In the shadow of the decision by the U.K. Treasury to halt the release of a government-backed non-fungible token (NFT), the Government plans to promote and regulate the cryptocurrency industry are still moving forward.
The Financial Services and Markets Act amendment, which will enable the Financial Conduct Authority (FCA) to regulate crypto firms under the existing promotions law set out in the Financial Services and Markets Act (FSMA), is expected to be in force by late 2023.
The rules aim to protect consumers from misleading crypto asset promotions, which is a step in the right direction for safeguarding the industry’s reputation and promoting safe investing practices.
FSMA includes a limited-time exemption for crypto companies registered with the FCA, allowing them to approve their own ads as opposed to relying on others to do so. While some companies are authorized under the FSMA to approve their own ads, crypto companies do not fall under that umbrella, making it difficult and costly for them to win acceptance.
The estimated cost of third parties approving crypto ads is between £5,000 to £15,000, depending on the complexity of the materials. By allowing crypto companies to approve their own ads, the new legislation aims toreduce the cost and complexity of advertising their products.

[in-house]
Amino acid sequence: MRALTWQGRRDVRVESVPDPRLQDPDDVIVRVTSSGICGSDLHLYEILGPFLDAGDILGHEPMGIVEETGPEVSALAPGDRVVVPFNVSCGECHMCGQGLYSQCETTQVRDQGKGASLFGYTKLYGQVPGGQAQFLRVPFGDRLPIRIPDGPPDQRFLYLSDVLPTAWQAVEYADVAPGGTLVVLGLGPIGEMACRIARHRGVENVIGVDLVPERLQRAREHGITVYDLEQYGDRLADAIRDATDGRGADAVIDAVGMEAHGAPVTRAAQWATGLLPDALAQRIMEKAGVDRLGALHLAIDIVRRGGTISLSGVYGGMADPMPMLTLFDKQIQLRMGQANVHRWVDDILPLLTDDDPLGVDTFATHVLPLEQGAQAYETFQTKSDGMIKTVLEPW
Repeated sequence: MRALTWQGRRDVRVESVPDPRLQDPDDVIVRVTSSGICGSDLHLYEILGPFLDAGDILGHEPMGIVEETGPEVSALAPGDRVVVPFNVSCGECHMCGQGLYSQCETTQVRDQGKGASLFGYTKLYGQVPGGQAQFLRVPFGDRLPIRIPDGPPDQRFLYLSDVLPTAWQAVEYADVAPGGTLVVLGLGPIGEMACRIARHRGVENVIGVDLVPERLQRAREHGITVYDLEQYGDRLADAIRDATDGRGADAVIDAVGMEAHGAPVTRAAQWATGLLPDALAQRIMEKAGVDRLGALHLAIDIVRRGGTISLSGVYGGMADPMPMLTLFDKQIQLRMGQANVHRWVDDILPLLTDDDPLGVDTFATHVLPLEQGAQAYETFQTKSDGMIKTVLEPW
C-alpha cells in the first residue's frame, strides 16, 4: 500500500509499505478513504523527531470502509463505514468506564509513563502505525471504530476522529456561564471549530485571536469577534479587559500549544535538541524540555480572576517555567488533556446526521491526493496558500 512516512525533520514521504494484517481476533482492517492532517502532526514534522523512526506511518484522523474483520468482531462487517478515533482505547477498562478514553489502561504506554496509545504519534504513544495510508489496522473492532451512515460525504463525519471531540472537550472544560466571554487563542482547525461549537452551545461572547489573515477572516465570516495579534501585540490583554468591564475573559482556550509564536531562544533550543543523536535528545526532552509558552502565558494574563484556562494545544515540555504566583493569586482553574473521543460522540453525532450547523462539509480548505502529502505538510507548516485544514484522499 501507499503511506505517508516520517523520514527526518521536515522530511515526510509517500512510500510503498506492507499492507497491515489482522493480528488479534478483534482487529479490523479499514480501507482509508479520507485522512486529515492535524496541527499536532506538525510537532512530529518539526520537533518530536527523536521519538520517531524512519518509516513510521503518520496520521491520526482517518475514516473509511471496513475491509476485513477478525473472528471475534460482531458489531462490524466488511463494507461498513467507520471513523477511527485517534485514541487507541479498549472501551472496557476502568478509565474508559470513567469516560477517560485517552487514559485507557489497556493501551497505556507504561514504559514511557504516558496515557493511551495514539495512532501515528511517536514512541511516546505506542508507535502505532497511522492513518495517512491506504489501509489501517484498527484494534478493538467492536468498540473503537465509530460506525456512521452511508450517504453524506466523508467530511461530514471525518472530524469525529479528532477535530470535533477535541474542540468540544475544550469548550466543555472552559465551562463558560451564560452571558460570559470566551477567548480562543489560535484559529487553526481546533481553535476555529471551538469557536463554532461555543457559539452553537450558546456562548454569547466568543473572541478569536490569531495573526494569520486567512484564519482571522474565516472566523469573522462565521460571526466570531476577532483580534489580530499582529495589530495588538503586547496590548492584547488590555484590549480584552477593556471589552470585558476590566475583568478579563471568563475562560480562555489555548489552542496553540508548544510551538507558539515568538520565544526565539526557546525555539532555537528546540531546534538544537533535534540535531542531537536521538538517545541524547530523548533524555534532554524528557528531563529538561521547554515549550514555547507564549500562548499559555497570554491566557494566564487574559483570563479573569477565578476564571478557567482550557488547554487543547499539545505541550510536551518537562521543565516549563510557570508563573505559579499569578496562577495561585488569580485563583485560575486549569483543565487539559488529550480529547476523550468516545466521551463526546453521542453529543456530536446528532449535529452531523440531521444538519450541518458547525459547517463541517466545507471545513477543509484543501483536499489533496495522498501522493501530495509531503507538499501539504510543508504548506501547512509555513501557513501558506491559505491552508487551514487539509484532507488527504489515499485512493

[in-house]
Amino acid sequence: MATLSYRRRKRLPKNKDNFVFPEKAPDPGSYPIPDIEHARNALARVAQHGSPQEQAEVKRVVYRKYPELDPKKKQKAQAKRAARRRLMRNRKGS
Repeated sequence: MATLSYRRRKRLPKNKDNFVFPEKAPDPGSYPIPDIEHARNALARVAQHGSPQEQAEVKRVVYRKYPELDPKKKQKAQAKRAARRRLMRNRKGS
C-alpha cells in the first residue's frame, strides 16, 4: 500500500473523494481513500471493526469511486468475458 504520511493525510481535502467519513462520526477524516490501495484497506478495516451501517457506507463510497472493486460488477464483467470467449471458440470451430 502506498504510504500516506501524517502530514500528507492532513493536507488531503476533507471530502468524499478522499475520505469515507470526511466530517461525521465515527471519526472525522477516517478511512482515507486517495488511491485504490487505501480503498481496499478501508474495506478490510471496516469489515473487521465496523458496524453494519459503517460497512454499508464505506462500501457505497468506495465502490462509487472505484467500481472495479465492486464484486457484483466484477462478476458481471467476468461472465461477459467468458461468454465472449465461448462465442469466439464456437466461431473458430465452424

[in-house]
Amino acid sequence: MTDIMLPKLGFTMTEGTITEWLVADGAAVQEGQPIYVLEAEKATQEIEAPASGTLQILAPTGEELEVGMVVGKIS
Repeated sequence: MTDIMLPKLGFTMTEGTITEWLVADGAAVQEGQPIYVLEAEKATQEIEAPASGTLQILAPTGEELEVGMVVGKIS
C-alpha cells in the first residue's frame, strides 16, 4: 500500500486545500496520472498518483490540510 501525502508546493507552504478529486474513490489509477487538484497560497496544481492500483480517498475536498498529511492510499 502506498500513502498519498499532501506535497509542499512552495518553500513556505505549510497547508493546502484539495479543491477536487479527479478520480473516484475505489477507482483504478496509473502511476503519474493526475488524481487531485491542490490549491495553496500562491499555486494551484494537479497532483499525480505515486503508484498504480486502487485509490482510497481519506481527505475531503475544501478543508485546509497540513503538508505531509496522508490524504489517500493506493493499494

The move to regulate and promote the cryptocurrency industry is a necessary step for the U.K. Government to ensure that the industry can thrive in a safe and secure environment.
While the recent decision to halt the government-backed NFT may have disappointed some crypto enthusiasts, it is important to proceed with caution when investing in emerging technologies.
Regulating the industry under the existing promotions law set out in the FSMA will help to protect consumers from misleading promotions and establish a clear set of guidelines for crypto companies to follow.
As the global cryptocurrency industry continues to evolve and advance, it is essential that governments around the world work together to promote the industry while also protecting consumers from the risks associated with investing in these emerging technologies. With the FiSMA amendment soon to be discussed in Parliament, the U.K. is taking a step forward in this direction and will hopefully provide a model for other countries to follow.